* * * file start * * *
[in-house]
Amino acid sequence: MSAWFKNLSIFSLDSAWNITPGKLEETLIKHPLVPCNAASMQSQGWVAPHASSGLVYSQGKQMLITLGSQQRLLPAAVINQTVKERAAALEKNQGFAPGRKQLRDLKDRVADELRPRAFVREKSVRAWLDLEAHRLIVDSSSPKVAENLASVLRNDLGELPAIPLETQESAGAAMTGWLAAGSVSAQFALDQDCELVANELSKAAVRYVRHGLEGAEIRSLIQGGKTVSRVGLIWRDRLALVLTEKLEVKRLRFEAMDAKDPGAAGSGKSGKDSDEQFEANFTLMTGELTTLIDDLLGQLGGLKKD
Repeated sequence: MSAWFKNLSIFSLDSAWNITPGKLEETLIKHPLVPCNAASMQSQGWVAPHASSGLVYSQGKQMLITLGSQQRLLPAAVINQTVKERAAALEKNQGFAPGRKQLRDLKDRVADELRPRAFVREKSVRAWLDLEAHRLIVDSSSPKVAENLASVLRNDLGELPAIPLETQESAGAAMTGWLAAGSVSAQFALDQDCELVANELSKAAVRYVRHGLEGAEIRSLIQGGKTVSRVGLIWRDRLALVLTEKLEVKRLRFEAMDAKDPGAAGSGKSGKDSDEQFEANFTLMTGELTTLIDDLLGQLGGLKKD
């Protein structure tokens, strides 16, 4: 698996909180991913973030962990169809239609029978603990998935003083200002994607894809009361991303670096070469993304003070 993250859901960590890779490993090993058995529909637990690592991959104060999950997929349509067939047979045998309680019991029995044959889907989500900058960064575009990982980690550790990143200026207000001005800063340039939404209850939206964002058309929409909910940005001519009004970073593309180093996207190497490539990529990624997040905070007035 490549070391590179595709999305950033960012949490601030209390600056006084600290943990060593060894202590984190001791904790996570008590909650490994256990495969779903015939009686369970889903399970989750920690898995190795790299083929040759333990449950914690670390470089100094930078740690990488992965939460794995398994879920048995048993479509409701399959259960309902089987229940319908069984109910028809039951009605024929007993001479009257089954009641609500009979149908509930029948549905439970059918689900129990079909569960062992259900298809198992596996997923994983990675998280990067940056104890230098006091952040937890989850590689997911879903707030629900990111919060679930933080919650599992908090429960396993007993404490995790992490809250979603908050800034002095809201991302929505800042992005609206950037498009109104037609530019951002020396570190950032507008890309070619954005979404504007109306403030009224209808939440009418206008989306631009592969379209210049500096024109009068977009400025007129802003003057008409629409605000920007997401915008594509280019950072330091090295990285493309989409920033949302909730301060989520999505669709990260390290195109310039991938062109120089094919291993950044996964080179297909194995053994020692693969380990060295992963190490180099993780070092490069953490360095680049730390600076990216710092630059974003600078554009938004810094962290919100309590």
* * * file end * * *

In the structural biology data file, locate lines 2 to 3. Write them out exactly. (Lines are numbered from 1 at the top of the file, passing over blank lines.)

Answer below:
Amino acid sequence: MSAWFKNLSIFSLDSAWNITPGKLEETLIKHPLVPCNAASMQSQGWVAPHASSGLVYSQGKQMLITLGSQQRLLPAAVINQTVKERAAALEKNQGFAPGRKQLRDLKDRVADELRPRAFVREKSVRAWLDLEAHRLIVDSSSPKVAENLASVLRNDLGELPAIPLETQESAGAAMTGWLAAGSVSAQFALDQDCELVANELSKAAVRYVRHGLEGAEIRSLIQGGKTVSRVGLIWRDRLALVLTEKLEVKRLRFEAMDAKDPGAAGSGKSGKDSDEQFEANFTLMTGELTTLIDDLLGQLGGLKKD
Repeated sequence: MSAWFKNLSIFSLDSAWNITPGKLEETLIKHPLVPCNAASMQSQGWVAPHASSGLVYSQGKQMLITLGSQQRLLPAAVINQTVKERAAALEKNQGFAPGRKQLRDLKDRVADELRPRAFVREKSVRAWLDLEAHRLIVDSSSPKVAENLASVLRNDLGELPAIPLETQESAGAAMTGWLAAGSVSAQFALDQDCELVANELSKAAVRYVRHGLEGAEIRSLIQGGKTVSRVGLIWRDRLALVLTEKLEVKRLRFEAMDAKDPGAAGSGKSGKDSDEQFEANFTLMTGELTTLIDDLLGQLGGLKKD